July 15, 2024

DealBook: Unearthing Exotic Provisions Buried in Dodd-Frank

The Dodd-Frank financial reform law requires companies to disclose their use of conflict minerals from the Democratic Republic of Congo or neighboring countries.Johan Spanner for The New York TimesThe Dodd-Frank Act requires firms to disclose their use of so-called conflict minerals from Congo or neighboring countries.

At a meeting in February to discuss the recent overhaul of financial regulations, lobbyists and policy makers never once mentioned Wall Street. They did not talk about derivatives, mortgage-backed securities or any of the exotic products at the center of the crisis.

Instead, Mary L. Schapiro, the head of the Securities and Exchange Commission, hurled questions at representatives of Apple and Hewlett-Packard about war-torn central Africa, an odd topic for a financial regulator. She wanted to know more about the American companies that buy coveted minerals extracted from the region.

After months of writing dozens of rules on arcane financial instruments, Ms. Schapiro told attendees the discussion was “certainly an interesting change of pace,” according to two people with knowledge of the meeting who spoke on condition of anonymity because the discussions were private.

While the issue may be outside the S.E.C.’s core expertise, it is now within its jurisdiction. A little-known amendment tacked on to the Dodd-Frank financial reform law requires corporations to disclose whether they manufacture products using so-called conflict minerals from Congo or neighboring countries.

Lawmakers are worried about metals like tantalum, tin and gold, which they believe have financed armed rebels throughout the region during a roughly 15-year conflict punctuated by grave incidents of mass slaughter and rape. Many American companies use these metals to build cellphones, computers and cameras.

The conflict minerals amendment is one of several unusual elements buried in Dodd-Frank, which spans some 2,300 pages and touches nearly every corner of Wall Street. One section is dedicated to derivatives. Another chunk covers lavish Wall Street bonuses.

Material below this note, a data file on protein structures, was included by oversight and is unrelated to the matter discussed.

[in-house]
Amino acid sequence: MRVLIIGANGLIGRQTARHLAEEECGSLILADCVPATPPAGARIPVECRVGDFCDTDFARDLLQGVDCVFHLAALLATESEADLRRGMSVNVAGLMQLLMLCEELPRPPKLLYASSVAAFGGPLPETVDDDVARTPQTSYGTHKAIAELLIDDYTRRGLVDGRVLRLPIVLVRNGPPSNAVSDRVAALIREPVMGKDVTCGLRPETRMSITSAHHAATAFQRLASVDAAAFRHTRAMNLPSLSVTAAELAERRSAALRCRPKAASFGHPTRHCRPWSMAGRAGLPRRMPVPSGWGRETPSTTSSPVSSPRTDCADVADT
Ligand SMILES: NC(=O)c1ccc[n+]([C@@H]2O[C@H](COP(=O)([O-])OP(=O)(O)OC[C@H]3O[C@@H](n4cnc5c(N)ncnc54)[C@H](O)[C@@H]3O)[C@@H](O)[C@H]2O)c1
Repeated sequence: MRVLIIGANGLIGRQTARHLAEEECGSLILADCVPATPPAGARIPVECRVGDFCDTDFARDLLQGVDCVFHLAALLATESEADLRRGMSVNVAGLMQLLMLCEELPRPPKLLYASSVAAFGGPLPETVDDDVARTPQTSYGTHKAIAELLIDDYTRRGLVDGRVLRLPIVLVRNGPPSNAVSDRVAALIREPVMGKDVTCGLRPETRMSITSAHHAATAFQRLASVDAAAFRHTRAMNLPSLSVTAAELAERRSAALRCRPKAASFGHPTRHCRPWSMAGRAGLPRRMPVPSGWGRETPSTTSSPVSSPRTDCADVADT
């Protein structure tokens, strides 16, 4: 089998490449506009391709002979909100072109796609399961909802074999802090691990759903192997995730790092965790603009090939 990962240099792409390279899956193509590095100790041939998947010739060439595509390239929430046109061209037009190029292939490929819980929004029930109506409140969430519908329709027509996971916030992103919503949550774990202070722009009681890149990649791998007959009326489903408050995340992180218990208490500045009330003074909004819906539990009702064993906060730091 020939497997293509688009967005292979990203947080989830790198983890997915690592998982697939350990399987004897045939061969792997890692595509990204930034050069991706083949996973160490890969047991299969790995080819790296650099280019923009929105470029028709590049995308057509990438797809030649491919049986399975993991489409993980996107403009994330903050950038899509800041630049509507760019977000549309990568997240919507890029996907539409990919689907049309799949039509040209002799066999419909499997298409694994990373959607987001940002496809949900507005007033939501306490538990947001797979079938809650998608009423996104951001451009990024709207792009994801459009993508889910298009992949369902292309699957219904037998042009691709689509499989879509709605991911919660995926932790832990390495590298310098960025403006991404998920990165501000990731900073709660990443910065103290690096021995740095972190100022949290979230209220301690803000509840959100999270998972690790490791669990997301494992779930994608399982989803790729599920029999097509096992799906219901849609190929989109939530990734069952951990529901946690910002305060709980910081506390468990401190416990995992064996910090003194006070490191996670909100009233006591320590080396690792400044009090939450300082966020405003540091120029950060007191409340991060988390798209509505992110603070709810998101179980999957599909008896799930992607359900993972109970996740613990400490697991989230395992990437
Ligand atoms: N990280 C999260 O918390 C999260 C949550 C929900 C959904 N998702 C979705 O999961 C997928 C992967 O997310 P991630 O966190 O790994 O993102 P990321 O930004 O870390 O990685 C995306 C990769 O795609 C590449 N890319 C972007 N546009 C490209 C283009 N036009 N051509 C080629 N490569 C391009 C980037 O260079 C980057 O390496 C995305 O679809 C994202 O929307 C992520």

Then there are the “miscellaneous provisions” Congress tucked into Dodd-Frank last summer — a catchall for some lawmakers’ pet concerns, among them conflict minerals, mining safety and spending by the International Monetary Fund.

One provision requires companies to disclose payments made to foreign governments for the right to extract oil and natural gas. The proposal had an influential backer: the co-author of the financial overhaul package, Representative Barney Frank, Democrat of Massachusetts, who introduced similar legislation in 2008.

“The provisions are appropriately called miscellaneous,” said Andrew J. Foley, a partner at the law firm Paul, Weiss, Rifkind, Wharton Garrison, which represents oil, natural gas and mining companies that are subject to the rules. “There’s no question it’s unrelated to the financial crisis.”

Even amid an ongoing partisan stalemate, Dodd-Frank presented a rare opportunity for Republicans and Democrats. In the aftermath of the economic crisis, the act was the closest thing to a sure bet in Washington. Congressmen “jumped on to the passing bandwagon,” Mr. Foley said, using the moment to insert popular, if sometimes random, rules.

Representative Jim McDermott, Democrat from Seattle.Raveen Dran/Agence France-Presse — Getty ImagesRepresentative Jim McDermott, Democrat of Washington State.

Representative Jim McDermott, Democrat of Washington State, had tried for years to regulate conflict minerals.